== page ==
LeBron can alter history just like Brady

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If you want to take a lesson from Super Bowl LI while it is still fresh, it’s that you shouldn’t make declarations of victory or wallow in defeat halfway through, especially when there’s greatness involved.

You’re going to want to back the Cavs to get out of the Eastern Conference this season and you’re going to want to do it sooner rather than later. Backing them to win it all depends on how much faith you have in the reigning Finals MVP.

Like Tom Brady, LeBron James has been at the top of his sport most of this century. Watching him navigate his way through a season over the last decade-plus has been incredibly entertaining, and since his return to Cleveland, a pattern has developed when the calendar turns to January.

For whatever reason, turning the corner into a new year always provides an adventure. In 2015, he was feeling so out of sync and worn down that he took a break, returning to Miami to handle business and train, getting himself mentally prepared for the remaining grind and leaving teammates behind to figure it out.

In 2016, he played all the way through, in part because he was feeling so good. James shot 55 percent last January, his best shooting clip for any month in the entire season, leading the Cavs to a 13-3 mark.

This season, he played 38.4 minutes for the second consecutive month, partaking in every contest in a January that featured two back-to-backs. He shot nearly 55 percent and averaged 25.7 points, 8.3 rebounds and 8.1 assists.

Cleveland went 7-8.

Won seven games, lost eight. They fell in four of the final six games, clinching a losing month in a listless 104-97 setback at Dallas. Throughout January, LeBron provided entertainment by lashing out at the front office, yelling that he needs more help, another playmaker to be exact.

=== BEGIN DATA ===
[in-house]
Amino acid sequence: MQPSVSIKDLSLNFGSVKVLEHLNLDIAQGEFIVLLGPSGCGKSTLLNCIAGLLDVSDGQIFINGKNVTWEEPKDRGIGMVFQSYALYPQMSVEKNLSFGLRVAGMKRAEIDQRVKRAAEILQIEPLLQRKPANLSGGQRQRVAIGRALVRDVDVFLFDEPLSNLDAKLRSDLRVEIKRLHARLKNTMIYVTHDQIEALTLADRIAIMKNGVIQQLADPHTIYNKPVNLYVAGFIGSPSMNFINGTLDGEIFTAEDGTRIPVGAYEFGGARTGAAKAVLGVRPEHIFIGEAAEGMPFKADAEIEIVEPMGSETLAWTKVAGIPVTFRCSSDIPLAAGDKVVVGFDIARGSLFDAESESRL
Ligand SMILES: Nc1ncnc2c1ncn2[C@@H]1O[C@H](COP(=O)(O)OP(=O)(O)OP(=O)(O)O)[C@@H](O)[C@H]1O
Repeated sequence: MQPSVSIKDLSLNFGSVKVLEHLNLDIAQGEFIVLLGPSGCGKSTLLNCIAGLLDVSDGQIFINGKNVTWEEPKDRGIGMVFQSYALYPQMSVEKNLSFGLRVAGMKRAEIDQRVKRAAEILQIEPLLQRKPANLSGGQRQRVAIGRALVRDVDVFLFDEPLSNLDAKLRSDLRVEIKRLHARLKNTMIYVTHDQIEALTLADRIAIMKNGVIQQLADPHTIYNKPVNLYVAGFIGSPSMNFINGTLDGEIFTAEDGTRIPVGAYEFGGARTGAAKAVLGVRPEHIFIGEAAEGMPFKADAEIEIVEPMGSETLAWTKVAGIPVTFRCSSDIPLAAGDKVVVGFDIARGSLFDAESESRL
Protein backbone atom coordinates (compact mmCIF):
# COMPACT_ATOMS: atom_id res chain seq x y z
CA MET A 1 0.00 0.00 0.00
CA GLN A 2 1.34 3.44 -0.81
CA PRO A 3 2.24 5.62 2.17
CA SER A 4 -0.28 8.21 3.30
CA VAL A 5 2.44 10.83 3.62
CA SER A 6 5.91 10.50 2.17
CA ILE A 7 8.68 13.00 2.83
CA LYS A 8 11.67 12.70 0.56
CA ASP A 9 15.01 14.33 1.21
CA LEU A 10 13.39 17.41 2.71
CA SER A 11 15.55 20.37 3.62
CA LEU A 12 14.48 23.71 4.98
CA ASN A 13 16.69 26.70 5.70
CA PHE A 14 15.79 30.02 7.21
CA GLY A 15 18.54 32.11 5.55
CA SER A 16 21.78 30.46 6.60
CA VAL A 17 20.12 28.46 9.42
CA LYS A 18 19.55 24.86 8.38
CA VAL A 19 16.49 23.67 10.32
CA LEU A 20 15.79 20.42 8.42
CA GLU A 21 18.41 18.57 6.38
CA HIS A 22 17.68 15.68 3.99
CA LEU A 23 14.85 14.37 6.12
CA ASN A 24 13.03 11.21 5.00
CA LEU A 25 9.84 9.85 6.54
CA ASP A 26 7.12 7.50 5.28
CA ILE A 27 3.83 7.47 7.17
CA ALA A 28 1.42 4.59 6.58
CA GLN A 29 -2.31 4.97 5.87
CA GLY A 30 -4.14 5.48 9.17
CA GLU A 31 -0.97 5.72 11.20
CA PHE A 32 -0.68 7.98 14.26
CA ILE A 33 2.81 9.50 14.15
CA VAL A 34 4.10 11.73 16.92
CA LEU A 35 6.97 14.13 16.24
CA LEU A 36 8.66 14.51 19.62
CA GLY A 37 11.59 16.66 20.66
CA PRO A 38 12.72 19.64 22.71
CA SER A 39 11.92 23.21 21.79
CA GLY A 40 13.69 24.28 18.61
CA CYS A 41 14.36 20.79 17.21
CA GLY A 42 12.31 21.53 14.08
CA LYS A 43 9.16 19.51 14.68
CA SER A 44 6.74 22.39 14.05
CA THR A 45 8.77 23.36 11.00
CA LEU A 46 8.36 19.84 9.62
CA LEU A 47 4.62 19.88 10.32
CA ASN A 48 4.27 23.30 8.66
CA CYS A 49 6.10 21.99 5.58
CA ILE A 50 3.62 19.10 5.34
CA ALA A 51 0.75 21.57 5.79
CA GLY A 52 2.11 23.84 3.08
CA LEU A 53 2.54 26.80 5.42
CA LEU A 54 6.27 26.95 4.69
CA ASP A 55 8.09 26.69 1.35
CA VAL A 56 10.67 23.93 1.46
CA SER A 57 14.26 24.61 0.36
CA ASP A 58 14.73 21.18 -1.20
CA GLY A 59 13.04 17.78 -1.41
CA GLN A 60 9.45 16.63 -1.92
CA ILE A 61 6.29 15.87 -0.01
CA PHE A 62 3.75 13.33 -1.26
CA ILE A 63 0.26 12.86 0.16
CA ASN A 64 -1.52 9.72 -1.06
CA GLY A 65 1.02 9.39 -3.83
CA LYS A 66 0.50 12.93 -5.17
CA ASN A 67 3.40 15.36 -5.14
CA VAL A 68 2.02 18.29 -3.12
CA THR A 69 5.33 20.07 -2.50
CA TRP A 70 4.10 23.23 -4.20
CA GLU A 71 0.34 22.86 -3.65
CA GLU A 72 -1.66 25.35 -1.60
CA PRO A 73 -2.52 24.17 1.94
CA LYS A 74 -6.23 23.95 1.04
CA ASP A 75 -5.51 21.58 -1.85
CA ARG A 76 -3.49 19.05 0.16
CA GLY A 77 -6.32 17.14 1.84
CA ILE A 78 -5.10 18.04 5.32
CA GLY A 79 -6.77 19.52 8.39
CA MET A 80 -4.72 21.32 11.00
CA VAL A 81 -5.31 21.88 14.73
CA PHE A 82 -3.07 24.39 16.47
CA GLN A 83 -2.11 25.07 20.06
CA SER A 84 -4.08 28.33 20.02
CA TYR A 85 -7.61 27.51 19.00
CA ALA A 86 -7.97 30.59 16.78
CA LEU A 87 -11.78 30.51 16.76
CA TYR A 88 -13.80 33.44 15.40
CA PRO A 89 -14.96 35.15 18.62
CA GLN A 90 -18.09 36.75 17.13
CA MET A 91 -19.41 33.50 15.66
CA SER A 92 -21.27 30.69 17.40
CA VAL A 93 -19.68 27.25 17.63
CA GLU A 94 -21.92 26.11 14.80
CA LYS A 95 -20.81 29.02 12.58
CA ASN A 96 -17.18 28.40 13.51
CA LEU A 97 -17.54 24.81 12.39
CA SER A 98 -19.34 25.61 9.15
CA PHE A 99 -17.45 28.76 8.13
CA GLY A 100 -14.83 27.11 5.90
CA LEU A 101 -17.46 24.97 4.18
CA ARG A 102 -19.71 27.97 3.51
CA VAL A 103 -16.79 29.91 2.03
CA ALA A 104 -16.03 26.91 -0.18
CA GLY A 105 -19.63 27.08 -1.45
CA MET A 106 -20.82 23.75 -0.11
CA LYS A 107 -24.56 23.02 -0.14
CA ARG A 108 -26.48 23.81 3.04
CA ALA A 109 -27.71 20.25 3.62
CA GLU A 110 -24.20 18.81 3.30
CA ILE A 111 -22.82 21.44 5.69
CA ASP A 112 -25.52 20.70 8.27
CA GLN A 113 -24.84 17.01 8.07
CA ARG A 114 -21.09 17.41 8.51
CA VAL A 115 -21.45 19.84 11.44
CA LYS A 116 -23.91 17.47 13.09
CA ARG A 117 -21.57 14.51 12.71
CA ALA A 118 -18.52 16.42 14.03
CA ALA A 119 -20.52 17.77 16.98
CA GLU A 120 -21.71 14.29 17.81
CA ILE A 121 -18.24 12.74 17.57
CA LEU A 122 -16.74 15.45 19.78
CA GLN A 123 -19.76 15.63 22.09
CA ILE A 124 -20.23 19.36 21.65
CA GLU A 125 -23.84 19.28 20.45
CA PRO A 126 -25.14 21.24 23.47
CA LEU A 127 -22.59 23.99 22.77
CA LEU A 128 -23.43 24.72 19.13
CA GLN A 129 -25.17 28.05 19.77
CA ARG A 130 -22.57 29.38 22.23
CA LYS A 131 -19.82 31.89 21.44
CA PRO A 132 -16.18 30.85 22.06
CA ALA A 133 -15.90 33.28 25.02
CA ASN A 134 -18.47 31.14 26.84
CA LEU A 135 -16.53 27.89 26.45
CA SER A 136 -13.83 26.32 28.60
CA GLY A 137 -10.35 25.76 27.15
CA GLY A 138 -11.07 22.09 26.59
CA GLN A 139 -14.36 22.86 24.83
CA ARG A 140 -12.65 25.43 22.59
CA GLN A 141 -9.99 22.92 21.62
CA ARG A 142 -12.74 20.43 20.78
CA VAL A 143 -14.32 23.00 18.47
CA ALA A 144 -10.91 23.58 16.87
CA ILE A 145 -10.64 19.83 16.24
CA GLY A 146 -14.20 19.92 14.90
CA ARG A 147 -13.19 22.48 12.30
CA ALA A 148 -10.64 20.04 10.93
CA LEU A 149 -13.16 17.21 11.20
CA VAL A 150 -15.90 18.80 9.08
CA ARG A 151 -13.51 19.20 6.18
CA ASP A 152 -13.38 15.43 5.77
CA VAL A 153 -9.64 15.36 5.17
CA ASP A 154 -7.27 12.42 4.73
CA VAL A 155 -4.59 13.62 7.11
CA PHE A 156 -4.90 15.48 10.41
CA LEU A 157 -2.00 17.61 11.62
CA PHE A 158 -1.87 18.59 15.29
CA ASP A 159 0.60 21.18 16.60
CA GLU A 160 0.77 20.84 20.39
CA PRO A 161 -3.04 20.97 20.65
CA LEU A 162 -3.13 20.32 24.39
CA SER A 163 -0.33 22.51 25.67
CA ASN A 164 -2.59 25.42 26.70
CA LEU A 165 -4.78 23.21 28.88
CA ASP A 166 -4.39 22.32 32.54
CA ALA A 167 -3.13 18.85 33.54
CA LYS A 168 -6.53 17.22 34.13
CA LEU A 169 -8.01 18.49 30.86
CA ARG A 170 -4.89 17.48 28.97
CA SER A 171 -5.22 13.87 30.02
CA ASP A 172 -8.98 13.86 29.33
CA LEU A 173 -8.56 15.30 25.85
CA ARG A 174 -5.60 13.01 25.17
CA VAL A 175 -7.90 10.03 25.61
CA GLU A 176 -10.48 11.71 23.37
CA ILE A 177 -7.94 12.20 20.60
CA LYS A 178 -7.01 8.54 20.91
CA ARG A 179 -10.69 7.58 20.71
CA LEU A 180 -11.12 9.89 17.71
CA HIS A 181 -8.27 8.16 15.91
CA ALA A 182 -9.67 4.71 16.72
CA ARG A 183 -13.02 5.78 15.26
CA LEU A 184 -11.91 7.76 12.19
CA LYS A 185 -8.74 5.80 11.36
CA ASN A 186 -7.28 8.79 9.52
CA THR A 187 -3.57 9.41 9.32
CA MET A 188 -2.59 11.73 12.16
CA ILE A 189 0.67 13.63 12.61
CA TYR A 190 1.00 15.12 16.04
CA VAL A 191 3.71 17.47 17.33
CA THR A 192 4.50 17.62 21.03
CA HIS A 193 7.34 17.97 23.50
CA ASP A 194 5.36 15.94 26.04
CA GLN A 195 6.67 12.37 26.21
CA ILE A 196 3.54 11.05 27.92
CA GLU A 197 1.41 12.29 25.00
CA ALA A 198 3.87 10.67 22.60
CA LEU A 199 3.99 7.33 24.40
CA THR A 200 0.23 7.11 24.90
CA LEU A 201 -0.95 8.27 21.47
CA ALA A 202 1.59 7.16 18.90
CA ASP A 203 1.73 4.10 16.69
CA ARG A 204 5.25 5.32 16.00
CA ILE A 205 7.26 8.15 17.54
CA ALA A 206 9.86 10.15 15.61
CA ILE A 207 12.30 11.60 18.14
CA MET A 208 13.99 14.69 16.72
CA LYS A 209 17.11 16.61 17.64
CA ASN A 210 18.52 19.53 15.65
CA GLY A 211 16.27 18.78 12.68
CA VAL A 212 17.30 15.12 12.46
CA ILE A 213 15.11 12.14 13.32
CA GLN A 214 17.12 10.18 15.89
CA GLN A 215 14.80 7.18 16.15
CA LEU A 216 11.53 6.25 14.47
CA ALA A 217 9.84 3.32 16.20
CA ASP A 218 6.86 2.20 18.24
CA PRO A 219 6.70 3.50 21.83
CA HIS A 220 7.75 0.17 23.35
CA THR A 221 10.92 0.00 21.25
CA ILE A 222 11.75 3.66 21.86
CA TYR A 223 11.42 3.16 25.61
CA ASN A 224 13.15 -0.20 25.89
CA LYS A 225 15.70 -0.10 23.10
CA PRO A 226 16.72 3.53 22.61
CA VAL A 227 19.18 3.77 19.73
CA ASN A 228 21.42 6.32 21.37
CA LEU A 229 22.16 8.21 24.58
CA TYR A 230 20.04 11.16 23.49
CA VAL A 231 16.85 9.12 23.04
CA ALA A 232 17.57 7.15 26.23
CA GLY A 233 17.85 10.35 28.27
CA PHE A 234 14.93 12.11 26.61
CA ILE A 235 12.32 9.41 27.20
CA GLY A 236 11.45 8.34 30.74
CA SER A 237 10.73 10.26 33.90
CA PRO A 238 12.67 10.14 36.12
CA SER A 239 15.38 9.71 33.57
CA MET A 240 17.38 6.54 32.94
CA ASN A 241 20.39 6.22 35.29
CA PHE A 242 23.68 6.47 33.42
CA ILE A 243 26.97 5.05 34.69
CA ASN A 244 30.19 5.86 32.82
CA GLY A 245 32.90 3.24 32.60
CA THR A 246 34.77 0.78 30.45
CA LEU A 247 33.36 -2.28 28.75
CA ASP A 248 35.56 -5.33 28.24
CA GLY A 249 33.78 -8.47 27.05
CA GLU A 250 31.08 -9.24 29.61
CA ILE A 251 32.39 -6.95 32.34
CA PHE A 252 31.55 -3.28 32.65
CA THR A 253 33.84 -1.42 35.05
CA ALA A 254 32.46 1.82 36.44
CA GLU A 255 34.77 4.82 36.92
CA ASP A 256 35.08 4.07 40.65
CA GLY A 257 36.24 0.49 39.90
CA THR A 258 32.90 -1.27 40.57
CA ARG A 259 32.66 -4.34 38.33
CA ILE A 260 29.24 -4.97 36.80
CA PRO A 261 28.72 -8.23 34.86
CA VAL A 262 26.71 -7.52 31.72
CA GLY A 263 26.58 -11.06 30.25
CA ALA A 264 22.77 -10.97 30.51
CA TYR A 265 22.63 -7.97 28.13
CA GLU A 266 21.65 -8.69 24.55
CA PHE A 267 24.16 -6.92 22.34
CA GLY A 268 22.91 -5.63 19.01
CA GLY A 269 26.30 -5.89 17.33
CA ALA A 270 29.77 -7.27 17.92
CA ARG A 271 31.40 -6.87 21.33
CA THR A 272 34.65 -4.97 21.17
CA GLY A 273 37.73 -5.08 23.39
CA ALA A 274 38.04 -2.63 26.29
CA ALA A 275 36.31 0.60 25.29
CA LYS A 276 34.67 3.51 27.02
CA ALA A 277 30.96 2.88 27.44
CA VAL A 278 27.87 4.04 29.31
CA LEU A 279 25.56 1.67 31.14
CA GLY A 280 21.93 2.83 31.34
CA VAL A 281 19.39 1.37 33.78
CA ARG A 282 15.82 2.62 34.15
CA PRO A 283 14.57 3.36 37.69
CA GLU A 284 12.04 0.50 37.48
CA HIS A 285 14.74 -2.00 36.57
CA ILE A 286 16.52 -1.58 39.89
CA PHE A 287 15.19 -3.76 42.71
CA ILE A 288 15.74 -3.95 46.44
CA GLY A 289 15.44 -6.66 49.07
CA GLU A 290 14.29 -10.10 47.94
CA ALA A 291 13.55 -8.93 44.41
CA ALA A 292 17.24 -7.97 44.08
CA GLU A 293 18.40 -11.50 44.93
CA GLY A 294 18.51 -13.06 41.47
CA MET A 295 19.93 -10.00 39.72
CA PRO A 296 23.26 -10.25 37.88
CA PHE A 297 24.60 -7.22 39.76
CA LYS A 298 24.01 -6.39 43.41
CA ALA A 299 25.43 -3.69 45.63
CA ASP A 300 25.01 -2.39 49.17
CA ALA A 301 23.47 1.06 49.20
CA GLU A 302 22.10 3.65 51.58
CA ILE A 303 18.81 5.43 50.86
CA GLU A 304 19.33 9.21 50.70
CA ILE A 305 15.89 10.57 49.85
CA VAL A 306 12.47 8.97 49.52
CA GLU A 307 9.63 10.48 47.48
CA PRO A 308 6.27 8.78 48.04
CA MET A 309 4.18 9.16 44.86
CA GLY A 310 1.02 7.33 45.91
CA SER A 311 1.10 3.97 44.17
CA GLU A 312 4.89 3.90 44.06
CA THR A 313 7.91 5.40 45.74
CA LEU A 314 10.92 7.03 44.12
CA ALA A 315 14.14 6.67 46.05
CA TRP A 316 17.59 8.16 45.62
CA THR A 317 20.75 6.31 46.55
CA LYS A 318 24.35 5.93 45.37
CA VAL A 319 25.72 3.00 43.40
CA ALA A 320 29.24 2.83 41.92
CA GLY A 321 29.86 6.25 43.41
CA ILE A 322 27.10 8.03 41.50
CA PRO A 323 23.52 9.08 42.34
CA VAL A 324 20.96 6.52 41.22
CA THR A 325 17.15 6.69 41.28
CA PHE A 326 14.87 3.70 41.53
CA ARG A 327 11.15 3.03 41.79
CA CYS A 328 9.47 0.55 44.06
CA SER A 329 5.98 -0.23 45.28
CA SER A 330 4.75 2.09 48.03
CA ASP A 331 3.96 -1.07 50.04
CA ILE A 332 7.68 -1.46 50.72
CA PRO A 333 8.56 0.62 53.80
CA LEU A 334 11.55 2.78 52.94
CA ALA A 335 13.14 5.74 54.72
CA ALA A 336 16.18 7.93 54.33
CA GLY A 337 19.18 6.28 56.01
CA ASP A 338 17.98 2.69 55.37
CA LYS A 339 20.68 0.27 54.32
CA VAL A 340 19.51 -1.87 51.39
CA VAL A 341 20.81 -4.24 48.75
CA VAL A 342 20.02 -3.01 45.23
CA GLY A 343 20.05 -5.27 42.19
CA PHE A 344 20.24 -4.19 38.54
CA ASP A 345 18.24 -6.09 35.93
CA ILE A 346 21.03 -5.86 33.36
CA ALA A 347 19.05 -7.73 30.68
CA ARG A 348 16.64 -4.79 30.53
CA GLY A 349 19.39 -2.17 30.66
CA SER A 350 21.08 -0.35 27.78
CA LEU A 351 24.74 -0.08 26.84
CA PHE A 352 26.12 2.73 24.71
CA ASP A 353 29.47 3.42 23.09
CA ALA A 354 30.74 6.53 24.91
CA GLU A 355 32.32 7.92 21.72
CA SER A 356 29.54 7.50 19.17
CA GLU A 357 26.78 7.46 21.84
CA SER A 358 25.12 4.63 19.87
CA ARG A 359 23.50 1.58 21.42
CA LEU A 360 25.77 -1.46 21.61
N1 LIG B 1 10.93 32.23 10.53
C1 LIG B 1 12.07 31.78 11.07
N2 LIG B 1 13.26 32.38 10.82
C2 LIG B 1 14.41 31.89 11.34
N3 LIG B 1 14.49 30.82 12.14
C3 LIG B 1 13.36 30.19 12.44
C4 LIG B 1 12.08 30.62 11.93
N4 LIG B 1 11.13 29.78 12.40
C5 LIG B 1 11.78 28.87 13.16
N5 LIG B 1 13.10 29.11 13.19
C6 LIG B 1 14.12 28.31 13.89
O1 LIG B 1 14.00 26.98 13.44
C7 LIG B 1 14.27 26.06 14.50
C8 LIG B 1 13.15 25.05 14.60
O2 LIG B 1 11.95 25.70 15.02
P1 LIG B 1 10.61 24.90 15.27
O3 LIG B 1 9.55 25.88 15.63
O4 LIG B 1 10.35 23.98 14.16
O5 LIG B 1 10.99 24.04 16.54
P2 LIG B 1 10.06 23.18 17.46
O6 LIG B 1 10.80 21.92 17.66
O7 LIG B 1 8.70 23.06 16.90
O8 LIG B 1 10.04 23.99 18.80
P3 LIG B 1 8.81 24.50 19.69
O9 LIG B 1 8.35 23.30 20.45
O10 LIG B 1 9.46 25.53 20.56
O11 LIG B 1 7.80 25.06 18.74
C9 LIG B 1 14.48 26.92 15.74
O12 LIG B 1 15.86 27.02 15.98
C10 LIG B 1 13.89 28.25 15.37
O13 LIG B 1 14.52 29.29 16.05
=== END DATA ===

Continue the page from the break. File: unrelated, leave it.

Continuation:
There was nothing playful or light-hearted about it because it wasn’t meant that way. James wanted no trace of the cuddly version that smiles while selling you a Big Mac to seep into his message, so he uncharacteristically dropped a few F-bombs and seemed to throw teammates under the bus.

Charles Barkley called it whiny. I’m in agreement. Although he’s been slow to click and even cost the team a game with awful defense, Kyle Korver’s addition was envisioned as a home run. He was brought into take J.R. Smith’s spot as he mends after thumb surgery, so presumably, the Cavs will be all set depth-wise when he returns.

Cleveland declares no interest in moving Kevin Love for New York’s Carmelo Anthony, and even though LeBron and Melo are great friends, there would be too great of an adjustment required to expect them to seriously challenge the Western Conference champ come June. They can win with Love. They have won with Love. He’s actually having his most productive season since arriving from Minnesota. The continuity has helped.

The Cavs have opened February with wins over the Timberwolves and Knicks, handling business against sub-.500 teams. Between now and the All-Star break, they’ll be on the road at Washington, Indiana, Oklahoma City and Minnesota. There’s a home-and-home with the Pacers too in addition to a home game with Denver.

It doesn’t really matter how they fare so long as no one gets injured and there’s not a total freefall, because the Cavs are that much better than everyone else in the East.

That’s why James’ cries for more help fall on deaf ears. He’s already got more than enough on board to repeat as champions, and that’s going to become all the more apparent after the All-Star break.

They do likely have one more move coming that will further stack the deck in their favor, so coming off a losing month, this very second is the most opportune time to hop on the bandwagon and place your Eastern Conference champion future bet.

Books had the Cavs at 5-to-2 to win the NBA title entering the season and starting 2017. They’re now 2-to-1 at the WestgateLV Superbook. They were 1-to-2 to start the season to take the east and are now 1-to-5 despite their January struggles.

Books essentially told you that, barring injury, they’re not going to come off Cleveland as a heavy favorite. Boston has emerged as the biggest threat to the throne, coming in at 5-to-1. The Celtics don’t have enough to beat the Cavs. It’s time to go cash in a sure thing before the odds get worse.

Most of us are anticipating a third consecutive Warriors-Cavs Finals. It’s definitely more likely that Golden State fails to show than Cleveland. The Cavs will be there. LeBron will lead them.

Website: VegasInsider.com

About the Author

Tony Mejia

Tony Mejia has been a national sportswriter for nearly two decades and has covered NBA and college basketball as a columnist, analyst, handicapper, and bracketologist for CBS Sports, Pro Basketball News, and numerous other sites.

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